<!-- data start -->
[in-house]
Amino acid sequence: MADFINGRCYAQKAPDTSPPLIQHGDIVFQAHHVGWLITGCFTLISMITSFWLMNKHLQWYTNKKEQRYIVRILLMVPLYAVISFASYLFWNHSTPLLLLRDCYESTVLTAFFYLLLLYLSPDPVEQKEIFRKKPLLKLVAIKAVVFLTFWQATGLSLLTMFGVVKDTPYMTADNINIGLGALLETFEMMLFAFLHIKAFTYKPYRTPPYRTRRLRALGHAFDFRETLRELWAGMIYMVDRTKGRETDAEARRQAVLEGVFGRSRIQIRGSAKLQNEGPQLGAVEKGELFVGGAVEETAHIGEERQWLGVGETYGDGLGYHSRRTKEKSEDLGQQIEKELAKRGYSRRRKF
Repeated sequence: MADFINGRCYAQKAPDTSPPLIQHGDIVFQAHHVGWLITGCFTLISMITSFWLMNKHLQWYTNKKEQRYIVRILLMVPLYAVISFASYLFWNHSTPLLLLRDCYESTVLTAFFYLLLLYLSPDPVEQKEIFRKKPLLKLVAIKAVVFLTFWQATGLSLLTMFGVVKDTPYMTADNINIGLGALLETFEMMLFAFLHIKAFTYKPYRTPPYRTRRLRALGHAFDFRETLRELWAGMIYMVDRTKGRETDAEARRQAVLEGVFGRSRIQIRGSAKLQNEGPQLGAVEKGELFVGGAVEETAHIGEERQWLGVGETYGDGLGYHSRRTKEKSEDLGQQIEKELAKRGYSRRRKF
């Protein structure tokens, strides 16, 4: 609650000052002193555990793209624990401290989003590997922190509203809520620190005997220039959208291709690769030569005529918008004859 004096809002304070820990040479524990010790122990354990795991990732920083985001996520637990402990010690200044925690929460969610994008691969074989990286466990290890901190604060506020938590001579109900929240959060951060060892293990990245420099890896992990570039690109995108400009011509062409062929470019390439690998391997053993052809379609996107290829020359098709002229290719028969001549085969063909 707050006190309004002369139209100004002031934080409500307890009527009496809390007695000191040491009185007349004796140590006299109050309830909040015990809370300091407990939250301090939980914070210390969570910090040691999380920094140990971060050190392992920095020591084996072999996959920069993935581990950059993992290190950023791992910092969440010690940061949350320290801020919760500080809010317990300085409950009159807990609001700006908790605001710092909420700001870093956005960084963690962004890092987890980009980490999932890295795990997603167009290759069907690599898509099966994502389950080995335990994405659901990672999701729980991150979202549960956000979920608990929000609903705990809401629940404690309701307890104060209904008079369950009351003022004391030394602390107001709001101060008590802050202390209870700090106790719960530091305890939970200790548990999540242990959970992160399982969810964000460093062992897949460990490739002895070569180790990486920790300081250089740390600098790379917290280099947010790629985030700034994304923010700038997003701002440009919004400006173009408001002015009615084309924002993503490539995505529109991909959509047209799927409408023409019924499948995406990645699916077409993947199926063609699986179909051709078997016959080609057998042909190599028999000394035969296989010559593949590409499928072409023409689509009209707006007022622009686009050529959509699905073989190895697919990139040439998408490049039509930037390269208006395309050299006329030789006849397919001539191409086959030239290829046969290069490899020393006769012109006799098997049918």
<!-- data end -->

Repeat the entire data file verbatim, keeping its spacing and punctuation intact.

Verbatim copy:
[in-house]
Amino acid sequence: MADFINGRCYAQKAPDTSPPLIQHGDIVFQAHHVGWLITGCFTLISMITSFWLMNKHLQWYTNKKEQRYIVRILLMVPLYAVISFASYLFWNHSTPLLLLRDCYESTVLTAFFYLLLLYLSPDPVEQKEIFRKKPLLKLVAIKAVVFLTFWQATGLSLLTMFGVVKDTPYMTADNINIGLGALLETFEMMLFAFLHIKAFTYKPYRTPPYRTRRLRALGHAFDFRETLRELWAGMIYMVDRTKGRETDAEARRQAVLEGVFGRSRIQIRGSAKLQNEGPQLGAVEKGELFVGGAVEETAHIGEERQWLGVGETYGDGLGYHSRRTKEKSEDLGQQIEKELAKRGYSRRRKF
Repeated sequence: MADFINGRCYAQKAPDTSPPLIQHGDIVFQAHHVGWLITGCFTLISMITSFWLMNKHLQWYTNKKEQRYIVRILLMVPLYAVISFASYLFWNHSTPLLLLRDCYESTVLTAFFYLLLLYLSPDPVEQKEIFRKKPLLKLVAIKAVVFLTFWQATGLSLLTMFGVVKDTPYMTADNINIGLGALLETFEMMLFAFLHIKAFTYKPYRTPPYRTRRLRALGHAFDFRETLRELWAGMIYMVDRTKGRETDAEARRQAVLEGVFGRSRIQIRGSAKLQNEGPQLGAVEKGELFVGGAVEETAHIGEERQWLGVGETYGDGLGYHSRRTKEKSEDLGQQIEKELAKRGYSRRRKF
């Protein structure tokens, strides 16, 4: 609650000052002193555990793209624990401290989003590997922190509203809520620190005997220039959208291709690769030569005529918008004859 004096809002304070820990040479524990010790122990354990795991990732920083985001996520637990402990010690200044925690929460969610994008691969074989990286466990290890901190604060506020938590001579109900929240959060951060060892293990990245420099890896992990570039690109995108400009011509062409062929470019390439690998391997053993052809379609996107290829020359098709002229290719028969001549085969063909 707050006190309004002369139209100004002031934080409500307890009527009496809390007695000191040491009185007349004796140590006299109050309830909040015990809370300091407990939250301090939980914070210390969570910090040691999380920094140990971060050190392992920095020591084996072999996959920069993935581990950059993992290190950023791992910092969440010690940061949350320290801020919760500080809010317990300085409950009159807990609001700006908790605001710092909420700001870093956005960084963690962004890092987890980009980490999932890295795990997603167009290759069907690599898509099966994502389950080995335990994405659901990672999701729980991150979202549960956000979920608990929000609903705990809401629940404690309701307890104060209904008079369950009351003022004391030394602390107001709001101060008590802050202390209870700090106790719960530091305890939970200790548990999540242990959970992160399982969810964000460093062992897949460990490739002895070569180790990486920790300081250089740390600098790379917290280099947010790629985030700034994304923010700038997003701002440009919004400006173009408001002015009615084309924002993503490539995505529109991909959509047209799927409408023409019924499948995406990645699916077409993947199926063609699986179909051709078997016959080609057998042909190599028999000394035969296989010559593949590409499928072409023409689509009209707006007022622009686009050529959509699905073989190895697919990139040439998408490049039509930037390269208006395309050299006329030789006849397919001539191409086959030239290829046969290069490899020393006769012109006799098997049918």